• Replace the rectangle cover and circle latch (To be honest, VW needs to revisit this engineering. It will never sit properly again once you have removed it). It’s not very accessible to view the two loops, especially if it’s dark. Pulling the incorrect one is possible, leading to a bigger problem.

Avoid Charging in Certain Conditions

Certain weather conditions are not suited to charging. Charging at your home usually occurs inside a garage or under a carport, which is not heated but certainly warmer than outside.

But at a fast charger, we are exposed to the elements. This, for the most part, is entirely acceptable, but if the weather is below zero, I advise against using a fast charger. And it’s a definite No if it’s snowing or freezing rain.

Freezing rain is the worst option. However, it is safe to charge while it’s raining. And we know there are plenty of states that have rain year around. As I mentioned, the high voltage will not begin until a complete seal has been made.

Freezing rain, though, can introduce an extra complication. As you connect your charger, it actually freezes in place and can’t be disconnected when you’re finished.

You don’t want to damage anything by pulling it off, which can be problematic. Don’t be tempted to pour anything hot over it (i.e., coffee). You can’t be 100% sure that a complete seal has occurred, and you could damage the connection irreparably.

Some people recommend hair dryers or hot water bottles, but who has these available at a fast charger?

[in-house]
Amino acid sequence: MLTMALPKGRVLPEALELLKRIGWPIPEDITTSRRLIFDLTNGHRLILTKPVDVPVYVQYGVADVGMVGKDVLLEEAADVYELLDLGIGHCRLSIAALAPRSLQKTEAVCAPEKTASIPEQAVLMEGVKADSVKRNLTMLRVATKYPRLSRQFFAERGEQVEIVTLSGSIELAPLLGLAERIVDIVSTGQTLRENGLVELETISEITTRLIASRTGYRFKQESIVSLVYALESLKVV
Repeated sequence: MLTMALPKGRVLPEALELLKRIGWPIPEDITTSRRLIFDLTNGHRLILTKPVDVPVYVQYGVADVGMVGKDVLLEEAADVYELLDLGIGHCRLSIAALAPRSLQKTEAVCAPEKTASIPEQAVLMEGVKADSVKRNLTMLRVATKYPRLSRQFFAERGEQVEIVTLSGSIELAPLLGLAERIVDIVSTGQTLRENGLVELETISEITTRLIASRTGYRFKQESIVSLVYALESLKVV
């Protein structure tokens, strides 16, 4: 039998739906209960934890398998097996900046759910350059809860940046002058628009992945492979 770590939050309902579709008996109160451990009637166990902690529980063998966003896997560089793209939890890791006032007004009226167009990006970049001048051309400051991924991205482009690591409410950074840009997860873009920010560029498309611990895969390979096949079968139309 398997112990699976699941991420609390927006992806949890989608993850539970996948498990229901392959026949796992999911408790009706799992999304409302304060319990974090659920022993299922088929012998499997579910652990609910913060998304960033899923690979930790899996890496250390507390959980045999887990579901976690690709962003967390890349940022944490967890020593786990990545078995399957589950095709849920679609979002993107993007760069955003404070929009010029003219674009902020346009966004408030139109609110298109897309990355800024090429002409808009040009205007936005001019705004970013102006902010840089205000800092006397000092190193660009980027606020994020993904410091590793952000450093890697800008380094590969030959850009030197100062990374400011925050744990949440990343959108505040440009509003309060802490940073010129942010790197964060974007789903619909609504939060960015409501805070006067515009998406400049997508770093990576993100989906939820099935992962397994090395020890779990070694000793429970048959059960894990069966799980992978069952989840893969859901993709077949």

The safest and best solution is to set your car to a precondition. This tells your car to heat everything that needs to be heated to drive, including the charge port.

You may have to wait a while. It may happen a little quicker if you have a jacket to throw over the port, but only if it’s waterproof.

As the car heats up, the charge port will eventually thaw and release the charger. Unless it’s absolutely crucial, my advice is to avoid charging in freezing conditions.

I’ve covered a few of the other common iD4 issues which you hopefully won’t experience, but if you do, we have you covered with these posts:

If you are curious about other EV models, check out the EV FAQ category.

John Cunningham

John Cunningham is a technical writer here at He's a Red Seal qualified Auto Service Technician with over twenty-five years experience working on Classic and Modern Cars. He's worked for GM, Jaguar, Land Rover, Volvo, Audi, and VW main dealers.